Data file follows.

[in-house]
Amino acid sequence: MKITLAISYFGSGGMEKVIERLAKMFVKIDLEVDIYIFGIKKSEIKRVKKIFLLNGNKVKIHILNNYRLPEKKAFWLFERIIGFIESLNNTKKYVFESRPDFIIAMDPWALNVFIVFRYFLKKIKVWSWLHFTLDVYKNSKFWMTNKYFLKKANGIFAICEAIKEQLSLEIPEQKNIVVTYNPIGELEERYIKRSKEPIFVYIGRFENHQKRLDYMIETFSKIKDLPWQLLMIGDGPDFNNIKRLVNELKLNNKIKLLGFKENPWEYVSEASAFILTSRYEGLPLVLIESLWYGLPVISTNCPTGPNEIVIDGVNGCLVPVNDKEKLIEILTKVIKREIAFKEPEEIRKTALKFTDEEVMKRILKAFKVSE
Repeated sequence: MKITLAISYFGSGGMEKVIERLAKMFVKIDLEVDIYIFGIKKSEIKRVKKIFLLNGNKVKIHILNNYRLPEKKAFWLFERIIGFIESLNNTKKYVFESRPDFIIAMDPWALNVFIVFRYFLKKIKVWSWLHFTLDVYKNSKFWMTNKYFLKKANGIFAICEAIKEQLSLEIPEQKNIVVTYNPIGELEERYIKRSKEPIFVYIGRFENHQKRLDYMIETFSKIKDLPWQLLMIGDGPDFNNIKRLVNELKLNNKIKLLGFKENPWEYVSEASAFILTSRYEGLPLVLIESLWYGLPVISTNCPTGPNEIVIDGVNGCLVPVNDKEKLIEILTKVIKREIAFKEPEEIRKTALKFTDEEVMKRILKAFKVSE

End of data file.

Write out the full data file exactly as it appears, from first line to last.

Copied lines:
[in-house]
Amino acid sequence: MKITLAISYFGSGGMEKVIERLAKMFVKIDLEVDIYIFGIKKSEIKRVKKIFLLNGNKVKIHILNNYRLPEKKAFWLFERIIGFIESLNNTKKYVFESRPDFIIAMDPWALNVFIVFRYFLKKIKVWSWLHFTLDVYKNSKFWMTNKYFLKKANGIFAICEAIKEQLSLEIPEQKNIVVTYNPIGELEERYIKRSKEPIFVYIGRFENHQKRLDYMIETFSKIKDLPWQLLMIGDGPDFNNIKRLVNELKLNNKIKLLGFKENPWEYVSEASAFILTSRYEGLPLVLIESLWYGLPVISTNCPTGPNEIVIDGVNGCLVPVNDKEKLIEILTKVIKREIAFKEPEEIRKTALKFTDEEVMKRILKAFKVSE
Repeated sequence: MKITLAISYFGSGGMEKVIERLAKMFVKIDLEVDIYIFGIKKSEIKRVKKIFLLNGNKVKIHILNNYRLPEKKAFWLFERIIGFIESLNNTKKYVFESRPDFIIAMDPWALNVFIVFRYFLKKIKVWSWLHFTLDVYKNSKFWMTNKYFLKKANGIFAICEAIKEQLSLEIPEQKNIVVTYNPIGELEERYIKRSKEPIFVYIGRFENHQKRLDYMIETFSKIKDLPWQLLMIGDGPDFNNIKRLVNELKLNNKIKLLGFKENPWEYVSEASAFILTSRYEGLPLVLIESLWYGLPVISTNCPTGPNEIVIDGVNGCLVPVNDKEKLIEILTKVIKREIAFKEPEEIRKTALKFTDEEVMKRILKAFKVSE